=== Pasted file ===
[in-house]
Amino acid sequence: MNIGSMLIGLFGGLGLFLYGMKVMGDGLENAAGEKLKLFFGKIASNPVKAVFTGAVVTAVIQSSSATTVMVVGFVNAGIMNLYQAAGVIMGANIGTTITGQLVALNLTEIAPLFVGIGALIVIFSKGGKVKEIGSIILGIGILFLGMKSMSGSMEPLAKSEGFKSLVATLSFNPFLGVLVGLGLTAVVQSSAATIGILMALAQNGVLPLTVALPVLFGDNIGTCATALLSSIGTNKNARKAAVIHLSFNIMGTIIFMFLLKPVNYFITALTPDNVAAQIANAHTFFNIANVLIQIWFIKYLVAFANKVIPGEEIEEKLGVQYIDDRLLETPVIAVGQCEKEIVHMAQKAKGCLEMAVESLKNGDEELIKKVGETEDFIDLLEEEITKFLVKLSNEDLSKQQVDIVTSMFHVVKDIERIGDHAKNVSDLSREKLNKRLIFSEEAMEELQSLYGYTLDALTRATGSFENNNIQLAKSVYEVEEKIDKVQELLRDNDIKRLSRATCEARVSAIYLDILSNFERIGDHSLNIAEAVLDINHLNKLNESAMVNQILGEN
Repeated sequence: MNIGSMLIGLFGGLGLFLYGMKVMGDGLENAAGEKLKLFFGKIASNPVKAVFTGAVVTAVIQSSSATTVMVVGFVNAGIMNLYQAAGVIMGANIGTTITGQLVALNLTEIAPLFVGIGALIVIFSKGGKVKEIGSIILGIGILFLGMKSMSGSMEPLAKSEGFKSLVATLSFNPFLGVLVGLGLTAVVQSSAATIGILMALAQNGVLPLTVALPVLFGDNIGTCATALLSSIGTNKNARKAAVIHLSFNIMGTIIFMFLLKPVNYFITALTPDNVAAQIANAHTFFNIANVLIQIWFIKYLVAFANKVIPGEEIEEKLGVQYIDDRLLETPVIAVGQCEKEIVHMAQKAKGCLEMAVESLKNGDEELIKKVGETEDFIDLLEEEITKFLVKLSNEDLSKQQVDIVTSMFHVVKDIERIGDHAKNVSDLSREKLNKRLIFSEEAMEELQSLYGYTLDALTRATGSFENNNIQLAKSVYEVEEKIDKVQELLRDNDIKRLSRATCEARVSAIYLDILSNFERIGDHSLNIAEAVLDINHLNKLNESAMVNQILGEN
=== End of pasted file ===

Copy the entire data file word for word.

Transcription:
[in-house]
Amino acid sequence: MNIGSMLIGLFGGLGLFLYGMKVMGDGLENAAGEKLKLFFGKIASNPVKAVFTGAVVTAVIQSSSATTVMVVGFVNAGIMNLYQAAGVIMGANIGTTITGQLVALNLTEIAPLFVGIGALIVIFSKGGKVKEIGSIILGIGILFLGMKSMSGSMEPLAKSEGFKSLVATLSFNPFLGVLVGLGLTAVVQSSAATIGILMALAQNGVLPLTVALPVLFGDNIGTCATALLSSIGTNKNARKAAVIHLSFNIMGTIIFMFLLKPVNYFITALTPDNVAAQIANAHTFFNIANVLIQIWFIKYLVAFANKVIPGEEIEEKLGVQYIDDRLLETPVIAVGQCEKEIVHMAQKAKGCLEMAVESLKNGDEELIKKVGETEDFIDLLEEEITKFLVKLSNEDLSKQQVDIVTSMFHVVKDIERIGDHAKNVSDLSREKLNKRLIFSEEAMEELQSLYGYTLDALTRATGSFENNNIQLAKSVYEVEEKIDKVQELLRDNDIKRLSRATCEARVSAIYLDILSNFERIGDHSLNIAEAVLDINHLNKLNESAMVNQILGEN
Repeated sequence: MNIGSMLIGLFGGLGLFLYGMKVMGDGLENAAGEKLKLFFGKIASNPVKAVFTGAVVTAVIQSSSATTVMVVGFVNAGIMNLYQAAGVIMGANIGTTITGQLVALNLTEIAPLFVGIGALIVIFSKGGKVKEIGSIILGIGILFLGMKSMSGSMEPLAKSEGFKSLVATLSFNPFLGVLVGLGLTAVVQSSAATIGILMALAQNGVLPLTVALPVLFGDNIGTCATALLSSIGTNKNARKAAVIHLSFNIMGTIIFMFLLKPVNYFITALTPDNVAAQIANAHTFFNIANVLIQIWFIKYLVAFANKVIPGEEIEEKLGVQYIDDRLLETPVIAVGQCEKEIVHMAQKAKGCLEMAVESLKNGDEELIKKVGETEDFIDLLEEEITKFLVKLSNEDLSKQQVDIVTSMFHVVKDIERIGDHAKNVSDLSREKLNKRLIFSEEAMEELQSLYGYTLDALTRATGSFENNNIQLAKSVYEVEEKIDKVQELLRDNDIKRLSRATCEARVSAIYLDILSNFERIGDHSLNIAEAVLDINHLNKLNESAMVNQILGEN